Q: How will you combat Temple’s seemingly strained relations with the surrounding community?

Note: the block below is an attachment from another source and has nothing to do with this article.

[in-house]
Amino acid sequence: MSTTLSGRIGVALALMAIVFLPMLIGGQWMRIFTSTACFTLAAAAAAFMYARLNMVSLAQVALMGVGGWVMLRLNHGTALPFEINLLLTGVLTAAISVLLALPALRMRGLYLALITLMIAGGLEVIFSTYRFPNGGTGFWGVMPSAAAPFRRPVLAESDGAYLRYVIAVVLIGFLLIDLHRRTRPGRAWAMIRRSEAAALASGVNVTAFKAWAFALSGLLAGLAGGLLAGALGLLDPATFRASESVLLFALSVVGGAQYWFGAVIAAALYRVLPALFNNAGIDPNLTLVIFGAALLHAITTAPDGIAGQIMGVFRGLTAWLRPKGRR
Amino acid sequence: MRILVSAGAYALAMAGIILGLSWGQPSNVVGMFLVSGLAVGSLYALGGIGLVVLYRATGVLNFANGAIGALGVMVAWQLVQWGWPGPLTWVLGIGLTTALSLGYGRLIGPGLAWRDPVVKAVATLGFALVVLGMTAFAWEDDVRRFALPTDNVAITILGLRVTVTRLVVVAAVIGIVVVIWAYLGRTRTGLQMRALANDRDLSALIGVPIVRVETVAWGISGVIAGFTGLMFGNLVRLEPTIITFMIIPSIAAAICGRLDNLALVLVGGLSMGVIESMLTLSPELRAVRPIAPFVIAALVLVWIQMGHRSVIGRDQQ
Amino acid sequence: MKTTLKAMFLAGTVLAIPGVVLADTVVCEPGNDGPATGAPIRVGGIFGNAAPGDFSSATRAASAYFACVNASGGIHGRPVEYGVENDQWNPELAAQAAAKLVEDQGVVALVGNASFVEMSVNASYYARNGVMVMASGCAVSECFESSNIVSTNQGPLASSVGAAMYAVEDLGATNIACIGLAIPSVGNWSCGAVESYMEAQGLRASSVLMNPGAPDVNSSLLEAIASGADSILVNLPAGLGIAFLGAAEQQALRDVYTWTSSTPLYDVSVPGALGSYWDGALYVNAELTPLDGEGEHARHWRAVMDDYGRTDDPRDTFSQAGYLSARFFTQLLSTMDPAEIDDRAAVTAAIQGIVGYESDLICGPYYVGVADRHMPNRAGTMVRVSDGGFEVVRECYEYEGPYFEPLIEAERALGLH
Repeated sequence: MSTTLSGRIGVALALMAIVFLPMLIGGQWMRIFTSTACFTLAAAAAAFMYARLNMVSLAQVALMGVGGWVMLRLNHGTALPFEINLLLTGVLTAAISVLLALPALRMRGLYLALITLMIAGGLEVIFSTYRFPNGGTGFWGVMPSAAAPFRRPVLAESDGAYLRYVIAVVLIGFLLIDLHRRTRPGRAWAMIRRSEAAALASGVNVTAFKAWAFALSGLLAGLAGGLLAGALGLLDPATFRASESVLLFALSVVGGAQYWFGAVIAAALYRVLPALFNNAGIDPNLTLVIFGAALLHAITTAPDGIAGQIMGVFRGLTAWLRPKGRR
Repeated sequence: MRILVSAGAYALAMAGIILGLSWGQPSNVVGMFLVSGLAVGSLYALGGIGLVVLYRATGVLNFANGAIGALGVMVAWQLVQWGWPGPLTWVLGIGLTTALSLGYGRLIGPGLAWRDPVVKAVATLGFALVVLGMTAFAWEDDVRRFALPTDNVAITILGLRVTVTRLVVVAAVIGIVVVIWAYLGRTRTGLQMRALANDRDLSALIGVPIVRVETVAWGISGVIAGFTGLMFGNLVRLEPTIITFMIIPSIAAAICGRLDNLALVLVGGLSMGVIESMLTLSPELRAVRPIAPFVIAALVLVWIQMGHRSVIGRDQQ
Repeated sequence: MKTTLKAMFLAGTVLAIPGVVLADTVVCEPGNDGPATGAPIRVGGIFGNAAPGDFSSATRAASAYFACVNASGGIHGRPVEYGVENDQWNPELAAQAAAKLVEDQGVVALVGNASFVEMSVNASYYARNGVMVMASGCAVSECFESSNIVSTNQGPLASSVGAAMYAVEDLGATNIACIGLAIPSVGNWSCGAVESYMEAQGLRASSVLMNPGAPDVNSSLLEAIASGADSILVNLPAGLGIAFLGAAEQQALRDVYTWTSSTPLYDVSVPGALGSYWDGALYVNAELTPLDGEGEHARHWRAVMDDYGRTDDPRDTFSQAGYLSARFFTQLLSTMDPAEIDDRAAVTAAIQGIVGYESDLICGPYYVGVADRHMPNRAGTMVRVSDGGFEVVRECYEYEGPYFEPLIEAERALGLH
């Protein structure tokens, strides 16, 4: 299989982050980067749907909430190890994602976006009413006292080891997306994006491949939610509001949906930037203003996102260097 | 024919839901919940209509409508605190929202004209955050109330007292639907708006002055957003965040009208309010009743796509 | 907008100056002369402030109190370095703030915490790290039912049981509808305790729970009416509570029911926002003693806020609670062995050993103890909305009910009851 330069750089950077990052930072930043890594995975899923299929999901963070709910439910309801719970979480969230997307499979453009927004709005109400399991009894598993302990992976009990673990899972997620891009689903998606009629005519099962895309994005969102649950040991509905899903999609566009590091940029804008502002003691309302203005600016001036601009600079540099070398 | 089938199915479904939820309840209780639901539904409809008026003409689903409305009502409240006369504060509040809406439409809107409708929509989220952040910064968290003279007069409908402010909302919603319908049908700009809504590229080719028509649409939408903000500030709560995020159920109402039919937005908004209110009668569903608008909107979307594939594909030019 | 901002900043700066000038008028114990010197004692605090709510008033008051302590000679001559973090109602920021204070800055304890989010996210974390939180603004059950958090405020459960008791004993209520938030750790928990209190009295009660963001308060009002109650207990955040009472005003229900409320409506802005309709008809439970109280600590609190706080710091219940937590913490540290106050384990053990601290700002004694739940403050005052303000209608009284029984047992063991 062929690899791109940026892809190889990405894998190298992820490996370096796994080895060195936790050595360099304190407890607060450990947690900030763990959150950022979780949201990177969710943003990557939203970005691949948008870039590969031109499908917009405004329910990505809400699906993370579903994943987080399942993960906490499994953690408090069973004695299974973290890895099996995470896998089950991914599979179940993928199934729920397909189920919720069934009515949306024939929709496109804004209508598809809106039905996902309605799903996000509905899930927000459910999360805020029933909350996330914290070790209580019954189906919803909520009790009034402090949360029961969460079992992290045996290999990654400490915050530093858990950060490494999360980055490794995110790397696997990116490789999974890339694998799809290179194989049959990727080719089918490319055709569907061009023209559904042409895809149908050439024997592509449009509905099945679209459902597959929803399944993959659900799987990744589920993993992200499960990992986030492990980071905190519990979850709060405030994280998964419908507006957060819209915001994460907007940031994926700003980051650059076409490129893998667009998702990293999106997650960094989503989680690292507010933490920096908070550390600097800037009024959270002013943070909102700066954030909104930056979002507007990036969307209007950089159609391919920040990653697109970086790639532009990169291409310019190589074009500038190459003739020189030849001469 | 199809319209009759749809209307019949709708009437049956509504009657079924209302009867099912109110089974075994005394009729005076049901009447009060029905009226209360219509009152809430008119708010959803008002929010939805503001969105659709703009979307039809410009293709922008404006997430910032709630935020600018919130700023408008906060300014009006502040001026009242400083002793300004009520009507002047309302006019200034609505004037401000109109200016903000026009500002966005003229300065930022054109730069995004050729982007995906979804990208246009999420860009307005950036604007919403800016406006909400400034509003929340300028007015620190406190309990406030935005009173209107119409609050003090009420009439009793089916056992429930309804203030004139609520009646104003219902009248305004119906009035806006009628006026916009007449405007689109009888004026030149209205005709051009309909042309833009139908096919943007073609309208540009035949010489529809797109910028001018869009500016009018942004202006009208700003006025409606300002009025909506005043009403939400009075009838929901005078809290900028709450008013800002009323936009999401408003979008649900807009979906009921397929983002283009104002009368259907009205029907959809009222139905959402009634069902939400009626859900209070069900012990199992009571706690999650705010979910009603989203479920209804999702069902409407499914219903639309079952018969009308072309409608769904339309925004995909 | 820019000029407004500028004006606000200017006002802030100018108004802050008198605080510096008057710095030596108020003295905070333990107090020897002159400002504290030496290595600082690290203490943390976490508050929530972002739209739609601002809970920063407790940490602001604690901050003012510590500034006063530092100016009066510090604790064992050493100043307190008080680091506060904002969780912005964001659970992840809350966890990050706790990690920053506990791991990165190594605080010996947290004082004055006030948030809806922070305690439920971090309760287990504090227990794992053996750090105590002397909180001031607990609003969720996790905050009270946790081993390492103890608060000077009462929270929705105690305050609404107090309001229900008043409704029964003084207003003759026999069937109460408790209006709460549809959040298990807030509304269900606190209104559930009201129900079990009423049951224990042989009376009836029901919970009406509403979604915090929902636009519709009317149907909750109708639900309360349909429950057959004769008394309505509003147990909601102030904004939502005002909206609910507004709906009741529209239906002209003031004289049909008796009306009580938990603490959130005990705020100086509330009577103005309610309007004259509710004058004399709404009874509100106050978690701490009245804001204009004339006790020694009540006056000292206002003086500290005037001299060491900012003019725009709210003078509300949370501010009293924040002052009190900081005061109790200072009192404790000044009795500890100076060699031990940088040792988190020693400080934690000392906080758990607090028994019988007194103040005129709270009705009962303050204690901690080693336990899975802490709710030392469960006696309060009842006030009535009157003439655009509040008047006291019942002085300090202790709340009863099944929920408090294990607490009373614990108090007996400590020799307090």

A: Well, first of all, I would disagree with you a little bit about Temple’s relationship being strained with its neighbors. There are differences, strong differences of opinion, but I’ve been in relationships that are much more strained than we experience. And in part, it’s because we have a team at Temple that pays attention to our neighborhood. Tabb Bishop, his job is local and community relations. And he stays in touch with our legislative delegation, the senators and representatives, in Harrisburg, from our neighborhood. We work very directly with Darrell Clarke, who is our city councilman. We meet with neighborhood groups. I met with a representative group on the East side of the railroad tracks where our station is, which is a more Latino / Latina neighborhood. So, we really work hard on that. At the same time, there is a natural disconnect with the lifestyles of young adults and the lifestyles of… let me say, more mature people of my age. I lived right in the center of campus in Durham, so… you all are way too young to remember, there used to be a public service announcement that said “Parents: It’s 10 o’clock. Do you know where your children are?” Well, my answer is ‘Yes. They’re getting dressed to go out.’ And that is certainly the lifestyle of young adults. That’s why the Student Center is open as much as it is, that’s why the computer… the TECH center is 24/7 much of the year. It’s because your lives do not follow the same rhythm as our lives. Where, it’s 10 o’clock… I’ve been half asleep for an hour… I’m exaggerating a little bit. So there are natural tensions that exist between the lifestyle of college students and the lifestyle of, even adults with young children, and certainly adults who are older. So, making sure that you talk about it all the time. That we pay attention to talking about what it means to be a good neighbor. Also staying in touch with our neighbors. You know, the protest that you covered was an important thing for us to hear. In Durham, what we did, was we developed a very specific plan, which we have also here, but we named it in Durham, because we had so many stresses that we had to deal with very, very quickly, and we called it ‘Durham: It’s where you live.’ We need to do that at Temple. We need to talk with the Temple students who live in our neighborhoods, and maybe even in our residence halls, because they walk through our neighborhoods as they go from one activity to another. What it means to be… this is where you live now. How you treat the place where you live. And think about that in very different terms. And we need to listen to that, and we need to pay attention to that, we need to listen to our neighbors, we need to respond very quickly when there’s a stress point that we can alleviate. I think one example of that is the community groups and conversations that we have, senator Kitchen made it very clear that she wanted to continue to stay in close touch with us about her constituents, as did Councilman Clarke, so, we really need to pay attention, on all levels, from simple lifestyle differences between young adults and older adults, to where our students live and from whom they rent, and ways in which we can continue to provide housing for them. With the opening of the opening of the new private development across Broad, we now have about 11,000 students living in the immediate area in our housing. But, we still have about, not counting TUJ and Rome, and Center City campuses, you know, there may be 20,000 undergrads who move in and out of this region. So, there’s a lot to be done, a lot to pay attention to. I believe that stress points will be there, and they are new, and they depend on what’s happening at the moment. Our responsibility is to never be complacent and to always respond.